One of PANCEA's primary purposes is to document the outputs of HIV prevention interventions and the associated expenditures. We want to know how much it costs to provide selected HIV prevention services, and to identify the factors determining efficiency and quality. PANCEA employs four types of instruments to provide this information. Several instruments (ARQ, Exit Interviews and the first portion of HIPPI) provide basic information on program operation over one year, and are administered at all PANCEA programs. Others (ADC and the second part of HIPPI) obtain detailed data over a longer time period, and are administered at about 20% of sites. A full description of each instrument is included in the manual. Summaries are presented here.
From each of the ~190 intervention programs we are collecting time-limited cost and output information, using an "abbreviated" data collection protocol. The ARQ instruments span 13 months: the most recent completed fiscal year (by month or by quarter) plus the most recent month. These data are used to generate point estimates of efficiency (cost per prevention service delivered) and cost-effectiveness (cost per HIV infection averted, to be calculated in conjunction with epidemic modeling). The ARQ also collects data on potential determinants of efficiency. These data are used with cost and output data to construct an econometric model that assesses variation in program efficiency. There are two types of ARQ instruments, the ARQni and the intervention-specific ARQ. The ARQ instruments are available below in both Excel and Access.
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| ARQni (non-intervention)|
This instrument gathers comprehensive cost data and other information related to the program's organization, operations, governance and physical plant. It is not specific to any intervention type. Half of the items in ARQni focus on facility characteristics, including organizational context, governance and physical attributes. The other half focus on expenditures, both for the facility and specifically used for the HIV prevention intervention(s) of interest to PANCEA. Expenditure data are classified into five categories: Buildings; personnel, recurring goods; recurring services; and capital goods.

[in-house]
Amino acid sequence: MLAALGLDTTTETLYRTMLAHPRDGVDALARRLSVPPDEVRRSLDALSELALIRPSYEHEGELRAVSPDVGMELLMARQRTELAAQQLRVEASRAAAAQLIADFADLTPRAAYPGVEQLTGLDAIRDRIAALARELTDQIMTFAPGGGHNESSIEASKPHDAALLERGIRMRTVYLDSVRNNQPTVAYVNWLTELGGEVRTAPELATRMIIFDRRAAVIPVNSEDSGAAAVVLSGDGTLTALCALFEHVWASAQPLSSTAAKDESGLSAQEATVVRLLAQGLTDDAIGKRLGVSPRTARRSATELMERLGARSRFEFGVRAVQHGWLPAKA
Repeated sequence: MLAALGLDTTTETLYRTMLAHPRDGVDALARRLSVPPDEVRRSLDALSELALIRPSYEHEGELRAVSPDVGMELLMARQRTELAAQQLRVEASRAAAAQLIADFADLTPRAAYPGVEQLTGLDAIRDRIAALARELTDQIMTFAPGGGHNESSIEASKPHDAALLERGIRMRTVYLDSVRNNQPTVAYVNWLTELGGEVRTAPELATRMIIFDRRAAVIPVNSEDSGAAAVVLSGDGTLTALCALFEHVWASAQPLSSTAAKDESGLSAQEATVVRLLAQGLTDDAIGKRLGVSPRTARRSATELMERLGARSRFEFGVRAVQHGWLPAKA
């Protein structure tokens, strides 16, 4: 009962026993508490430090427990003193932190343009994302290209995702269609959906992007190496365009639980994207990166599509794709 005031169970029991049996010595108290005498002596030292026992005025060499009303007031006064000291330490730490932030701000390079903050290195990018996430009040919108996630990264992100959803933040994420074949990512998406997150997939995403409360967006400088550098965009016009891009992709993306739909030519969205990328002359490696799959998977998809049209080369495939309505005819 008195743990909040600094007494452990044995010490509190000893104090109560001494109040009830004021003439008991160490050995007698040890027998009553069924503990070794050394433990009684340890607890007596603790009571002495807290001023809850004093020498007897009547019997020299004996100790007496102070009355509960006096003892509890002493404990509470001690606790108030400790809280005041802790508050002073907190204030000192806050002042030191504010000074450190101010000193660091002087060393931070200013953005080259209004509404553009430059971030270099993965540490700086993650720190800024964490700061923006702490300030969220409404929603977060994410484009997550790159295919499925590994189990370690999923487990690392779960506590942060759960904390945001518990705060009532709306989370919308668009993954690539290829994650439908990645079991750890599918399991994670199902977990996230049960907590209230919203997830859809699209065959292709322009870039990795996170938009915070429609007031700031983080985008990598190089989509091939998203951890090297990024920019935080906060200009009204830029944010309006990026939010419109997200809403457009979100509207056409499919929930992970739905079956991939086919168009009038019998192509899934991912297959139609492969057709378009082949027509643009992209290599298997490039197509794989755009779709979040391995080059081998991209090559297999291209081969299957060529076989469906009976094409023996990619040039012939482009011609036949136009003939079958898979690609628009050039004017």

| ARQ (intervention-specific)|
There are 8 ARQ intervention-specific instruments corresponding to the eight interventions examined by PANCEA. These instruments gather data on intervention outputs and on characteristics of the intervention itself. Thus, for a VCT program, ARQni gathers information on costs, while ARQvct gathers information on the number of counseling sessions and HIV tests. ARQvct also collects information on a wide range of potential determinants of efficiency, such as the duration of pre-test counseling, the number of clients in each session, and the type of HIV test used.
| ADC (both intervention-specific and non-intervention-specific)|
The ADC instruments are used to collect cost and output data over the full history of a subset of approximately 50 prevention programs. Like the ARQ, the ADC instruments include both a non-intervention specific version and eight intervention-specific versions. However, unlike the ARQ instruments, the ADC is designed to compile data for a long period of time--specifically a subset of ARQ data from the program's inception (or as far back as good data are available) through the present. The ADC instruments focus on PANCEA's selected HIV prevention interventions only, and do not gather facility information. The ADC instruments are available in Excel only.
This structured open-ended interview elicits information about the prevention program's approach and operational experiences. A short version of HIPPI (HIPPI-1) consists of the first 8 items of the questionnaire and is administered in all sites. It asks about the program's mission, history, and components, as well as the challenges, obstacles and accomplishments of the program. An additional 50 items are administered in HIPPI-2 for the 55 intensive data collection sites. The additional questions address perceptions of the causes of measured high or low efficiency and fluctuations in expenditures or outputs over time. By providing a rich narrative context, findings from HIPPI help inform our understanding of the cost-effectiveness of individual programs and will provide hypothesis for testing in the econometric analyses. HIPPI is implemented in Word.
| Exit Interviews|
Client-perceived quality is an important influence on demand for services and thus potentially on efficiency. We administer exit interviews to 15-20 randomly-selected clients at each intervention site. The exit interviews provide data on clients' socio-economic characteristics such as income and educational level, the time and money required to access services, and their satisfaction with those services. These exit interviews provide an important alternative to the perspective of program staff. The exit interview is implemented in Excel and consists of close-ended questions that take about 10 minutes to administer.